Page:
ConCourt rules that physical punishment in the home is now illegal

ConCourt rules that physical punishment in the home is now illegal

- The Constitutional Court has ruled that parents using corporal punishment in the home will find themselves on the wrong side of the law

- This comes as the apex court upheld a 2017 ruling against smacking children in their home

- The ruling found that physical discipline is a violation of children's rights, regardless of reasonable chastisement

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The Constitutional Court has officially made it illegal to give your child a hiding in the privacy of your own home.

The Citizen reports that Wednesday's ruling saw the Freedom of Religion South Africa losing their bid to challenge a 2017 High Court finding in the same matter.

The group had argued that, while it didn't promote abuse, citizens had the right to raise their kids according to their religious beliefs.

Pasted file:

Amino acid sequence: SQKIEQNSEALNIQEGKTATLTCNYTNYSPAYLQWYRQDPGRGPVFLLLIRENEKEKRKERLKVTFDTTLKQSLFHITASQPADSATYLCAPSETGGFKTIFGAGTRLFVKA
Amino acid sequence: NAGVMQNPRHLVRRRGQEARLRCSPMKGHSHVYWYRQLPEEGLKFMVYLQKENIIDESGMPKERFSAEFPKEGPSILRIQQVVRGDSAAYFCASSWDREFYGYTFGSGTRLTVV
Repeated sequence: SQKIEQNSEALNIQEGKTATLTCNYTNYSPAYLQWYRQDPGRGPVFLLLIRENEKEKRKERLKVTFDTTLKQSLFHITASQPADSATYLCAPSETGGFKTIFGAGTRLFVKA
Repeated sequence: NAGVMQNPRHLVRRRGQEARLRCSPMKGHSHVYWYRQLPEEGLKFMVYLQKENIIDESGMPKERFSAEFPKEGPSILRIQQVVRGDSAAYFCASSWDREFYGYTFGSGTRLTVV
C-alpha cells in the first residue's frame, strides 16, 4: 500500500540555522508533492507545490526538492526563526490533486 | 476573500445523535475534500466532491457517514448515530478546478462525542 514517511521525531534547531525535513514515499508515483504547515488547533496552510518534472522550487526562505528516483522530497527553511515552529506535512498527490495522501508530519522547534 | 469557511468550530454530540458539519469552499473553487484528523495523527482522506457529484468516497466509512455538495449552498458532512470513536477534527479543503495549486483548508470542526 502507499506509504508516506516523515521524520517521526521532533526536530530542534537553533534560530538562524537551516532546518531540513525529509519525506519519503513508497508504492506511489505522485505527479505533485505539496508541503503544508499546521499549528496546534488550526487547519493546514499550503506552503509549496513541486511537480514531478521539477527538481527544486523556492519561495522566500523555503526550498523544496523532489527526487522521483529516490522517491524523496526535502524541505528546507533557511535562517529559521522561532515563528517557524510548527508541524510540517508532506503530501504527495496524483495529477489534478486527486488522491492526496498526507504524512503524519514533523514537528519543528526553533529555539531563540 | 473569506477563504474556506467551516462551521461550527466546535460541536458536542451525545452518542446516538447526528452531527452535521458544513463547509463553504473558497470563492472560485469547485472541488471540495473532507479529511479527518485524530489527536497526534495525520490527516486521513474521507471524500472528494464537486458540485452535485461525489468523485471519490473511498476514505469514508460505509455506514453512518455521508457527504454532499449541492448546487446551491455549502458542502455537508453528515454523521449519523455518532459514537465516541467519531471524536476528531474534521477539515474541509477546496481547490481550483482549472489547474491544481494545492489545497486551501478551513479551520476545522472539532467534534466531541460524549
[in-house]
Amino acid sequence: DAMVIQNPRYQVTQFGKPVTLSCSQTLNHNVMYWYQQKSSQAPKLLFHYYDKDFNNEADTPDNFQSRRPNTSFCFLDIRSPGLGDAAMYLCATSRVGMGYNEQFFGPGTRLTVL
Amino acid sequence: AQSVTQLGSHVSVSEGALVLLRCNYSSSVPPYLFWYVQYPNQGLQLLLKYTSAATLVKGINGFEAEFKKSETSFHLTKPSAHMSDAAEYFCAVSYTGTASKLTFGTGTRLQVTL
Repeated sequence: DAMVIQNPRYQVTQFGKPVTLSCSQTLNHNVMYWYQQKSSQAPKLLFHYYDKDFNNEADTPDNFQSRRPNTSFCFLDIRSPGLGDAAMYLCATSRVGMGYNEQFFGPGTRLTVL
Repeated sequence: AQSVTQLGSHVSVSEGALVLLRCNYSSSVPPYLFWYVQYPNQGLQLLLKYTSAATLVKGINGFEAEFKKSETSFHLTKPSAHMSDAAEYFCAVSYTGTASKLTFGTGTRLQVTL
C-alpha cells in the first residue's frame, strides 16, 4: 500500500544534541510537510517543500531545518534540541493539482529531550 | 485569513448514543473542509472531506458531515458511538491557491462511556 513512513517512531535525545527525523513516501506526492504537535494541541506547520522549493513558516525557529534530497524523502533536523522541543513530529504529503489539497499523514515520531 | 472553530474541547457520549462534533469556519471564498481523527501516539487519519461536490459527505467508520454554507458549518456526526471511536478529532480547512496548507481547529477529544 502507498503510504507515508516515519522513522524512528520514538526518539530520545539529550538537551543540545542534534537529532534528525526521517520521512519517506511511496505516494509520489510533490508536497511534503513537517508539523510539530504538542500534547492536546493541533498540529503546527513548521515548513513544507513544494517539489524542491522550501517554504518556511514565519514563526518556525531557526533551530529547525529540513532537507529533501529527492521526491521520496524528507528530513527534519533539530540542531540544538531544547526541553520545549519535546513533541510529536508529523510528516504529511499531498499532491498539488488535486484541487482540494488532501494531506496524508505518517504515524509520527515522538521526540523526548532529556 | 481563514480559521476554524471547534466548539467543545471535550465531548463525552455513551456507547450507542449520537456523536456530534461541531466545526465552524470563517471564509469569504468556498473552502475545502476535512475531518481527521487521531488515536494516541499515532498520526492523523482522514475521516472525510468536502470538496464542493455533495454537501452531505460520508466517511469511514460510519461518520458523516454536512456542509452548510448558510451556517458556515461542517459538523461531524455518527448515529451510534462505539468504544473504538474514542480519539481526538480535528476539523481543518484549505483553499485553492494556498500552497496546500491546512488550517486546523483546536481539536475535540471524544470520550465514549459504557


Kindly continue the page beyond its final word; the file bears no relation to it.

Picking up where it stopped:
eNCA reports that ConCourt had prohibited corporal punishment in detention back in 1995, with it outlawed in schools in 2000.

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READ ALSO: Mashaba on xenophobia: SA's unemployed should've gotten first apology gathered that Freedom of Religion SA had argued that the ruling will make criminals out of parents trying to do the best for their offspring.

The group is adamant that there is a clear difference between violence, abuse and physical correction.

The Children's Institute, on the other hand, insisted that tools such as 'timeout' and removing privileges were some alternatives to spanking.

The institute had insisted that children often didn't understand the difference between right and wrong during the early developmental stages.

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